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[uhn-churcht] /ʌnˈtʃɜrtʃt/
not being a member of a church; not attending any church.
Origin of unchurched
First recorded in 1675-85; un-1 + church + -ed2


[uhn-church] /ʌnˈtʃɜrtʃ/
verb (used with object)
to expel (a person) from a church; excommunicate.
to deprive of the character and rights of a church.
First recorded in 1610-20; un-2 + church Unabridged
Based on the Random House Dictionary, © Random House, Inc. 2018.
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Examples from the Web for unchurched
Historical Examples
  • Why should we be "unchurched" any more than the continental churches?

    The Story of My Life Egerton Ryerson
  • The elfin race were supposed to be on the watch for unchurched or unsained mothers to have the benefit of their milk.

    The Science of Fairy Tales Edwin Sidney Hartland
  • I have listened, of a Monday morning, to an essay in a ministers' meeting on the problem of the "unchurched."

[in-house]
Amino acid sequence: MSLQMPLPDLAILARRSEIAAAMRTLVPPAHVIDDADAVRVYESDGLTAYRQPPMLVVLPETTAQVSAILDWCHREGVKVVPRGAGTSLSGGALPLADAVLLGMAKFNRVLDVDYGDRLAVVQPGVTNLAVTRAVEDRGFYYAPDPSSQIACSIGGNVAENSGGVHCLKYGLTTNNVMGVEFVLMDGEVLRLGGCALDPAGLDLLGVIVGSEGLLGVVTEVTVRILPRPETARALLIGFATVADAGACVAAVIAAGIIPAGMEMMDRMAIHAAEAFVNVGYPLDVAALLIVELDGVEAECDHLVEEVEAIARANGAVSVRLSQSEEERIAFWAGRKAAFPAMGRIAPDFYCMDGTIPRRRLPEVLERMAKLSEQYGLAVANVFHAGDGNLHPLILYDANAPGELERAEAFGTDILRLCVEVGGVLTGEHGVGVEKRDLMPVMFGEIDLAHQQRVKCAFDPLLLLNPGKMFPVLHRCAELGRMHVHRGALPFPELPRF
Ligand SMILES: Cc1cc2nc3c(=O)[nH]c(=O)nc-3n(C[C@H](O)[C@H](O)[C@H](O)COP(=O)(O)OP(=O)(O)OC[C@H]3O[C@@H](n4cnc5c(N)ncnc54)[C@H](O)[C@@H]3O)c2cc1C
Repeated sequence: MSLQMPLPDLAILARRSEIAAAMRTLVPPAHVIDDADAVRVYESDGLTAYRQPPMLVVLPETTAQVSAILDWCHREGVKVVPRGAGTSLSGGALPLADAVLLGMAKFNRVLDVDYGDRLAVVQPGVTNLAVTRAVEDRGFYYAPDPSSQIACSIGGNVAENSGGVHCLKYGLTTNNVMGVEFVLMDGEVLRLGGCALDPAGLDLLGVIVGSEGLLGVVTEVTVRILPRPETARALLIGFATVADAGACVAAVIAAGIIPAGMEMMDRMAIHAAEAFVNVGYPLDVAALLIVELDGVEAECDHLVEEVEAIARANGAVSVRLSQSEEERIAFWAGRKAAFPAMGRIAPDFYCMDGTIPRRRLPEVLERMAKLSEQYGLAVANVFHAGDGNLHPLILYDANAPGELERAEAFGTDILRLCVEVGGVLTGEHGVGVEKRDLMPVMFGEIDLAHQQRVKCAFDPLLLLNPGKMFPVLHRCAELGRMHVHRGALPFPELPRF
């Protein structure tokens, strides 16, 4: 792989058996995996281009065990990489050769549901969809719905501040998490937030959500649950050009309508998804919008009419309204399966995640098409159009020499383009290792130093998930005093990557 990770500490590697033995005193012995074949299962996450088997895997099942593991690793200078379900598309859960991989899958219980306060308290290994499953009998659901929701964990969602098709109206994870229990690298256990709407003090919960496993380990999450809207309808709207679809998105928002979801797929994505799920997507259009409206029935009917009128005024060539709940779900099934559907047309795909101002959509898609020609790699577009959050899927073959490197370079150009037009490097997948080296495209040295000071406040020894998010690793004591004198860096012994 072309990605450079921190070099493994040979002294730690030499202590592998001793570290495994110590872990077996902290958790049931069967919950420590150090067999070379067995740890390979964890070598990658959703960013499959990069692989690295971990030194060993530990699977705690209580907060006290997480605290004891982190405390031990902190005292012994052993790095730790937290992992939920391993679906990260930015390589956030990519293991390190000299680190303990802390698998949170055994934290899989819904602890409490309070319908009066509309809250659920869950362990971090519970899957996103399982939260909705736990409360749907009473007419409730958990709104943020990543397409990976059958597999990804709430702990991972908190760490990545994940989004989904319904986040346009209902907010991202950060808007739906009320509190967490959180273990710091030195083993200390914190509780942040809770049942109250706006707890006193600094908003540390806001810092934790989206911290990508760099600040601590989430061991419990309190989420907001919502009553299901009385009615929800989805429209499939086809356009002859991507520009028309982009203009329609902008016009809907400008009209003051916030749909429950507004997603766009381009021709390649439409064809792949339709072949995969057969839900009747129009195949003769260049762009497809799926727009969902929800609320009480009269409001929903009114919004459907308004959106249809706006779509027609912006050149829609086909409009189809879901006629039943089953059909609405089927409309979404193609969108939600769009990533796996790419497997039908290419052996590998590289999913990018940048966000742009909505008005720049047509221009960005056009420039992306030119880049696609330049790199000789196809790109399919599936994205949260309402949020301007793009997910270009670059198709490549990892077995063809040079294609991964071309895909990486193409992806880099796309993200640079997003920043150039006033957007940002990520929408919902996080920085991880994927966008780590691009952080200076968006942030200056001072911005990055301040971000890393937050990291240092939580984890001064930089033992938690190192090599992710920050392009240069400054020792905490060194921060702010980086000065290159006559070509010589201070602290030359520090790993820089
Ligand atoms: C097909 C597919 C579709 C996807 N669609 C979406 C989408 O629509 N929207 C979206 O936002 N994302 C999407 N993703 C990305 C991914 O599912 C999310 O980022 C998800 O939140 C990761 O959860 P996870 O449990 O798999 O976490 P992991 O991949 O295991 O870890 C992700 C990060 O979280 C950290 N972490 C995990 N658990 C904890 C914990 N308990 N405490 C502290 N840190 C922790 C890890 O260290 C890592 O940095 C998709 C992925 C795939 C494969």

By the Christmas Fire

    Samuel McChord Crothers
  • Especially in Beaverhead and Hughes, this area is unchurched and to a great extent neglected.

  • It has unchurched millions, is still unchurching at a tremendous rate, and will end by unchurching itself.

    Explanation of Catholic Morals

    John H. Stapleton
British Dictionary definitions for unchurched


verb (transitive)
to excommunicate
to remove church status from (a building)
Collins English Dictionary - Complete & Unabridged 2012 Digital Edition
© William Collins Sons & Co. Ltd. 1979, 1986 © HarperCollins
Publishers 1998, 2000, 2003, 2005, 2006, 2007, 2009, 2012
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Word Origin and History for unchurched

1680s, from un- (1) "not" + churched "committed or belonging to a church" (see church (v.)). A verb, unchurch "to remove or exclude (someone) from membership in a church" is recorded from 1610s.

Online Etymology Dictionary, © 2010 Douglas Harper
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